Aerospace Suppliers Entering the World of Digital Radiography

Pat Carlson

Applications and Training Specialist - Level III


As aerospace suppliers enter into the world of digital radiography, there may be some obstacles with customer approvals. Receiving customer approvals for production using digital X-ray can be easier when following this recommended path. The scenario of transitioning from film based radiography to a digital radiography system has been recently seen as the chicken or the egg. Which one came first? Since the mid 2000’s suppliers have questioned investing in capital equipment. How can the supplier invest in capital equipment unless an…

Did you think film would be history by 2008?

Seth Taylor

Business Unit Manager


When I first began working at NSI in 1998, I clearly remember one of my first visits to a testing laboratory in Wisconsin. That particular company was interested in converting their X-ray film systems to digital detector technology-based systems. Nearly all of their radiography work involved the inspection of castings for voids and shrink, making the utilization of a digital detector very practical with the opportunity to show a great savings in a short term. At the time, the technology had just been released and I really knew very little about digital technology in general; my father-in-law had just purchased a digital…

Key Variables For Contrast Sensitivity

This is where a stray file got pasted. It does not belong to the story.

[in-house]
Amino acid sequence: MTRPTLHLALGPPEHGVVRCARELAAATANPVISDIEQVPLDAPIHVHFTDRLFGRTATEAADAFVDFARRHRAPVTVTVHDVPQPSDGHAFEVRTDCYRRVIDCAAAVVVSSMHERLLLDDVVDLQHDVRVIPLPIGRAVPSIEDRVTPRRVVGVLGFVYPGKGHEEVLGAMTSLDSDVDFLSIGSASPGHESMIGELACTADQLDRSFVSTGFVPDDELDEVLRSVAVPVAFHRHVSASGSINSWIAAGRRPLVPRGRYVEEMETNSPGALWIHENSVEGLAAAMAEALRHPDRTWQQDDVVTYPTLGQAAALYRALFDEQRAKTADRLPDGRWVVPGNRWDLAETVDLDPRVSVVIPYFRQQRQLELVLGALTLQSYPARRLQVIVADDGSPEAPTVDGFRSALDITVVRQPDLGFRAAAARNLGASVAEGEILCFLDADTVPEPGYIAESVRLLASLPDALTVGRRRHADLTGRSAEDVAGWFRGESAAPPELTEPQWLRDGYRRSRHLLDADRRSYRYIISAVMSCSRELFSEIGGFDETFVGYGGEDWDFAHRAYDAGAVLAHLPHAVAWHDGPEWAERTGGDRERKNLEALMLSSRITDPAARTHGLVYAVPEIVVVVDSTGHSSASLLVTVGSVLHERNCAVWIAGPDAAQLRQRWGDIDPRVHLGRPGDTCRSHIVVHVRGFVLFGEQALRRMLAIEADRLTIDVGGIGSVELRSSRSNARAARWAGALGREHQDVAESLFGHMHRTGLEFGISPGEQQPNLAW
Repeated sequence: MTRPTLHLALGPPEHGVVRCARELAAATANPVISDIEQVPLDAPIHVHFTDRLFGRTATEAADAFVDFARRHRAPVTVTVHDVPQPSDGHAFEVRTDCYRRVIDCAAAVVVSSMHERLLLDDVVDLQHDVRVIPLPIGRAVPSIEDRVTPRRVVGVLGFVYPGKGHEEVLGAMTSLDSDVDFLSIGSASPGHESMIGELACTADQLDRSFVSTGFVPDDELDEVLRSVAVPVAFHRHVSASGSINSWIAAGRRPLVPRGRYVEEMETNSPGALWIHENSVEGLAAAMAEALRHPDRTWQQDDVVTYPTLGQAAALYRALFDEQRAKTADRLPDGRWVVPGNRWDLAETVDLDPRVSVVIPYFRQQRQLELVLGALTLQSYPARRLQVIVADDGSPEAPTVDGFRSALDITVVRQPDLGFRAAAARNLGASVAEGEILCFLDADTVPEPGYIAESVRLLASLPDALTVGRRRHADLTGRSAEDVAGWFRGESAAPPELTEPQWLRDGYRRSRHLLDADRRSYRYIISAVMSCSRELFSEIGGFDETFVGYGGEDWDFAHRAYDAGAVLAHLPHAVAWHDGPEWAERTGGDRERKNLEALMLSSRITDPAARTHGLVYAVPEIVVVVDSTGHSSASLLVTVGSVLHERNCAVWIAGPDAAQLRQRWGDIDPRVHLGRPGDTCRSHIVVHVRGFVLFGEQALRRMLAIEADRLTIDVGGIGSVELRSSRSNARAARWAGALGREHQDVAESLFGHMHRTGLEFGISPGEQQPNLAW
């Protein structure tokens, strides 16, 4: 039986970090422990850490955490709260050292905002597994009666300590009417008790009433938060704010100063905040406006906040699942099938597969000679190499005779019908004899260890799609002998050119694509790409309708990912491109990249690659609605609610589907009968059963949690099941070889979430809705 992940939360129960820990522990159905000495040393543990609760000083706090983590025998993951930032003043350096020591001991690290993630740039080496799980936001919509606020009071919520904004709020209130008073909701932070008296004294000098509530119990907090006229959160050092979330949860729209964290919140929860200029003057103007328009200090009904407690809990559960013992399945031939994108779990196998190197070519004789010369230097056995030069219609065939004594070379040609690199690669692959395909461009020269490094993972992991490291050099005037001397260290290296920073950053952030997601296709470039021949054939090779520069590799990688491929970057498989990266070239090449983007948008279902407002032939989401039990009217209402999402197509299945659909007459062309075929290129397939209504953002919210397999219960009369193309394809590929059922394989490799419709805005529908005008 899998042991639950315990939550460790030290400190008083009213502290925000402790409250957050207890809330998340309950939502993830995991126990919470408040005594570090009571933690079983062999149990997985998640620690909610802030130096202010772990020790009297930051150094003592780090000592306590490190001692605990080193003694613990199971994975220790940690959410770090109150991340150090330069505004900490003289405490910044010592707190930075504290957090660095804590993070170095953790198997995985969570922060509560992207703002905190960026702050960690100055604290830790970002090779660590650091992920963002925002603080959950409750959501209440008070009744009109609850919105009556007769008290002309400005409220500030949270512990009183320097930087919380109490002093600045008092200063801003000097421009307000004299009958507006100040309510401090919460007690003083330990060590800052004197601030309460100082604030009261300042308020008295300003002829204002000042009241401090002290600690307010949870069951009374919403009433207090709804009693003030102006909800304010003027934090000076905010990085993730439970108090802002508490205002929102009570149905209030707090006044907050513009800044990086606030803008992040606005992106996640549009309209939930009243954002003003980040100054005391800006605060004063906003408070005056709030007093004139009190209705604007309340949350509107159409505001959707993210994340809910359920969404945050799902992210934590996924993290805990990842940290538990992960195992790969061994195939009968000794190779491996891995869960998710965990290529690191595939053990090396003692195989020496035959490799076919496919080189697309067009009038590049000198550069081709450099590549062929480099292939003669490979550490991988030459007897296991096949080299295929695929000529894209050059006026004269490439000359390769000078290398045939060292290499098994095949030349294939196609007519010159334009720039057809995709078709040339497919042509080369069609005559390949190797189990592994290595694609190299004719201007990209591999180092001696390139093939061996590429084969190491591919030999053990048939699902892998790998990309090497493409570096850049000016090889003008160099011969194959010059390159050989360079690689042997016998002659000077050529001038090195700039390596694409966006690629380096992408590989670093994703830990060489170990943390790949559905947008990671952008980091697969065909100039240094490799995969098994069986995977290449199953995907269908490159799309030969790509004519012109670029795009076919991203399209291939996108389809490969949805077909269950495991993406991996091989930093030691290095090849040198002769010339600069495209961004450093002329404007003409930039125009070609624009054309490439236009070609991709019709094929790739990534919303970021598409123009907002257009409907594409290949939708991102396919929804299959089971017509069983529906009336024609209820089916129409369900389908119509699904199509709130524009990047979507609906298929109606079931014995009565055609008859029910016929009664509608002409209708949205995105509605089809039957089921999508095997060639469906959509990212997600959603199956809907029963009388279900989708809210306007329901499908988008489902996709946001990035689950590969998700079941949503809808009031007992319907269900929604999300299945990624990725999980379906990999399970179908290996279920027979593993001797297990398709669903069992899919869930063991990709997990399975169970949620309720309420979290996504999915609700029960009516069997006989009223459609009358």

Wes Wren

Sales Manager


There are a number of variables that contribute to improved contrast sensitivity in a sample: 1.  FACTOR: SAMPLE THICKNESS- Sample thickness is a vital part in determining what the contrast sensitivity will be.  When acquiring two data sets of the same material, and scanning them at the same resolutions, it is clear that the thinner sample shows better contrast sensitivity on a similar void then the thicker sample.   2.  FACTOR: MATERIAL DENSITY- Density of material is a key factor in determining whether the contrast…

NSI Technology Used for Composites Analysis

Julien Noel

General Manager – NSI Europe


Composite is a very popular material for many different applications, such as Aerospace, Automotive, and Structural constructions. It is usually lighter, stronger, and in most cases less expensive than traditional material. A good example is the Boeing 787 Dreamliner which is the first passenger airplane to use composite materials as the primary material in the construction of its airframe. The tricky part with composite is the inspection. The structure is so complex – usually Fiber-reinforced polymers, or carbon-fiber reinforced plastic, or glass-reinforced carbon, etc – that it makes it difficult to inspect its internal structures…

7 Frequently Asked Questions about CT Scanning

Ben Connors

Inspection Services Manager


 1.       Can I scan my part? To answer this we need to ensure we are focused and optimized in the right areas by digging deeper in to the goals of the project.  First, we review the physical size of the sample, because smaller samples and more localized areas of interest will yield higher resolution data sets. Systems can be as small as desktop and as large as a walk in vault, each with its own capability…